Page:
RIFT CUT

Uses various species of oak. The rift, or comb-grain effect, is obtained by slicing slightly across the medullar rays. This accentuates the vertical grain and minimizes the flake. Rift cut veneers are more expensive due to lower yield from the log.

PLAIN SLICED

Is the most widely used. It is manufactured by advancing a half log against a stationary knife in an up-and-down movement. The resulting cut is characterized by straight grain intermixed with cathedrals.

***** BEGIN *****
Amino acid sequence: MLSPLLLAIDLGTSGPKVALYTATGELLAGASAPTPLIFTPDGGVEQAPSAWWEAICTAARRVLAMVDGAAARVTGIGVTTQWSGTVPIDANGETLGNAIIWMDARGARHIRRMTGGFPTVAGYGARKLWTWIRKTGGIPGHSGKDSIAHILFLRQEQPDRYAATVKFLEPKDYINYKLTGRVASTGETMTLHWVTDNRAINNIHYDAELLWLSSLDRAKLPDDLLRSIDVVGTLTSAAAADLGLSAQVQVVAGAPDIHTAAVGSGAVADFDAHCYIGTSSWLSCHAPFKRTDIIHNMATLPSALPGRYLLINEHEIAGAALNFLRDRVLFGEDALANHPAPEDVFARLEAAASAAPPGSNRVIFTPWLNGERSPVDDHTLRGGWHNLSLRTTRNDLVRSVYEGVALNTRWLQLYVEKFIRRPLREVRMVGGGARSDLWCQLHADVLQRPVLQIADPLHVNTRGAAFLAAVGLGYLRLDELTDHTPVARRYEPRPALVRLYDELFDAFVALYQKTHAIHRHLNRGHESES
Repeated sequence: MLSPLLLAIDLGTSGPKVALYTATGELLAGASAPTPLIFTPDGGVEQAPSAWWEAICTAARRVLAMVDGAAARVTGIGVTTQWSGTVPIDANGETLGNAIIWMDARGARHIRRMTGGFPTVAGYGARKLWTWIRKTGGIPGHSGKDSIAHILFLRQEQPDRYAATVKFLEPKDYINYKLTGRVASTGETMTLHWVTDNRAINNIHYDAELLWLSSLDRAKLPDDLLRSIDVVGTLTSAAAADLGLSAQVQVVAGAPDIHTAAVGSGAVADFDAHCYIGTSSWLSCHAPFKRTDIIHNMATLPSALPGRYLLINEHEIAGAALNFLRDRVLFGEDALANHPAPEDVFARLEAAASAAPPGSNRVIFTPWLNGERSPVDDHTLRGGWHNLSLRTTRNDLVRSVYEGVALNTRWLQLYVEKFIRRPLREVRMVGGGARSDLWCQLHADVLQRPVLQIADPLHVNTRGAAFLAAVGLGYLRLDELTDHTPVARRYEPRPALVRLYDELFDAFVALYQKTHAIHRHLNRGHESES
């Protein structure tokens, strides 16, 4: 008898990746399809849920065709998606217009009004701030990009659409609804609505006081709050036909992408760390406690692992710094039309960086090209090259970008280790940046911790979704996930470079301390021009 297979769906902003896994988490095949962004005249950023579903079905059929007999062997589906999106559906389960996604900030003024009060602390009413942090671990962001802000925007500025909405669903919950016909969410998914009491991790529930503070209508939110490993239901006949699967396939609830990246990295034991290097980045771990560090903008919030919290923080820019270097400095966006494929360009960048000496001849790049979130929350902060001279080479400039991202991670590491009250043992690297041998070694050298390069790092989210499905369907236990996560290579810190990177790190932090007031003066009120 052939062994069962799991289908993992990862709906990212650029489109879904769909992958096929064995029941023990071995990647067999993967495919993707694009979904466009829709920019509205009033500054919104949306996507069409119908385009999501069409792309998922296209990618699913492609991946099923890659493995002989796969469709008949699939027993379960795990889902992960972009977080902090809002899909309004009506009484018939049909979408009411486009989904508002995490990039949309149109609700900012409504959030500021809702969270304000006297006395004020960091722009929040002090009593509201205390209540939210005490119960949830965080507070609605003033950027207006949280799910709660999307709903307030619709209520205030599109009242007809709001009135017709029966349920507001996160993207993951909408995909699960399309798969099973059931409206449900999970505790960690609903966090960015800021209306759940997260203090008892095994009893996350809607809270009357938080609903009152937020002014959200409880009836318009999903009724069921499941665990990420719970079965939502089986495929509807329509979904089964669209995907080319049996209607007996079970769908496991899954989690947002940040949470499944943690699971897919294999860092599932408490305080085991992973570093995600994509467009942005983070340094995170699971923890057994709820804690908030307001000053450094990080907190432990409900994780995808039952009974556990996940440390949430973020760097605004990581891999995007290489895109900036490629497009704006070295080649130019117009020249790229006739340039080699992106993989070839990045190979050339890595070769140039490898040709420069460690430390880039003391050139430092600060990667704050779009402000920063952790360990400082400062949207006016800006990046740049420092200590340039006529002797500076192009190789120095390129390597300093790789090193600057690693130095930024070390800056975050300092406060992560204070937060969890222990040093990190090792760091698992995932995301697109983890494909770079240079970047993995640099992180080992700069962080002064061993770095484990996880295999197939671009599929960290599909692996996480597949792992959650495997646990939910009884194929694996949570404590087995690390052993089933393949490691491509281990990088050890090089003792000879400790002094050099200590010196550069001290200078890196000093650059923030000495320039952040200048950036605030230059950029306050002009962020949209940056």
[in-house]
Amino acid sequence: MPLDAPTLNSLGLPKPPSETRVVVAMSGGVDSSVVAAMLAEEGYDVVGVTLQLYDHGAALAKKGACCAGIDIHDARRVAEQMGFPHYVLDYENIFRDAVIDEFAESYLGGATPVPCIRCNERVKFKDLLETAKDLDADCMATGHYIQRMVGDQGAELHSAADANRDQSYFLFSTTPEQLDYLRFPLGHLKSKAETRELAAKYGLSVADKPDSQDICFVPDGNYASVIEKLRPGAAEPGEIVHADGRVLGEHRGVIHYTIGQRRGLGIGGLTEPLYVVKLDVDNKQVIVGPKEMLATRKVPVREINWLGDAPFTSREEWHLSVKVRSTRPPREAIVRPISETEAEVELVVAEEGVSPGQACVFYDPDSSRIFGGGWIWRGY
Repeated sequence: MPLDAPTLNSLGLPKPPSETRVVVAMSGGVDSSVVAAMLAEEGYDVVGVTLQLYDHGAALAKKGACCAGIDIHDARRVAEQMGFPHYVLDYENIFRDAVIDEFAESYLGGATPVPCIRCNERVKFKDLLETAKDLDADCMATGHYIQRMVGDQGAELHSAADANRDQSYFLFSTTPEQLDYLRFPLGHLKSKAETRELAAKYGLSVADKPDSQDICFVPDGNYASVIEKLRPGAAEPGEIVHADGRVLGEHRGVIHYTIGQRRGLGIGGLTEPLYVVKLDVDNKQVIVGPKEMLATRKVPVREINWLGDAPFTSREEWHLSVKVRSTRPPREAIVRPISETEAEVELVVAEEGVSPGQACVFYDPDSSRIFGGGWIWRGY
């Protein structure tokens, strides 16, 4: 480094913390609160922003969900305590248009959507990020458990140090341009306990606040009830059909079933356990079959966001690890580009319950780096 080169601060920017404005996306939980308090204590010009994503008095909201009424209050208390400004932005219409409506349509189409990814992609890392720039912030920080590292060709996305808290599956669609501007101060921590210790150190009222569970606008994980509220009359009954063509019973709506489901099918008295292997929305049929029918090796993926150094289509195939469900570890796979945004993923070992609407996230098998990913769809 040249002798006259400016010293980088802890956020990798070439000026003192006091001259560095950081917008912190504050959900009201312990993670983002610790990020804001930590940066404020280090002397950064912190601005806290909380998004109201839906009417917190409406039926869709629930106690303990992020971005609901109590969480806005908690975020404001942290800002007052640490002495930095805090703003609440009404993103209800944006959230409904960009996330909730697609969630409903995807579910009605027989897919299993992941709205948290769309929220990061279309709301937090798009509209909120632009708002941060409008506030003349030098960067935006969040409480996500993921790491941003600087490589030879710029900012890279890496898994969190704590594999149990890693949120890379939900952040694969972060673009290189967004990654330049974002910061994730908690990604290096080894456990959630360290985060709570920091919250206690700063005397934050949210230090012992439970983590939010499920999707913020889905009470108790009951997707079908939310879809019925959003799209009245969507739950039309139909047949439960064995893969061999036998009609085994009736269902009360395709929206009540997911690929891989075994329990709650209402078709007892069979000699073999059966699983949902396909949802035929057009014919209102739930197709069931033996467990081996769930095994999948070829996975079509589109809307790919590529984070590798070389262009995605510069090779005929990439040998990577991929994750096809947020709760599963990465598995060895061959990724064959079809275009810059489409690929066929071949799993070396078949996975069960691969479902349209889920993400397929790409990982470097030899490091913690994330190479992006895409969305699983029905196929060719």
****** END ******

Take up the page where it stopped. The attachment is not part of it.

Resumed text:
QUARTER CUT

Uses the same cutting method as plain sliced veneer, except the log is cut into quarters prior to slicing. This method bisects annual growth rings and results in a straight grain or ribbon-striped mahogany appearance.

ROTARY CUT

Is manufactured by advancing a rotating log against a stationary knife. Since this cut follows the log's annual growth rings, a wide, bold grain pattern is produced. 

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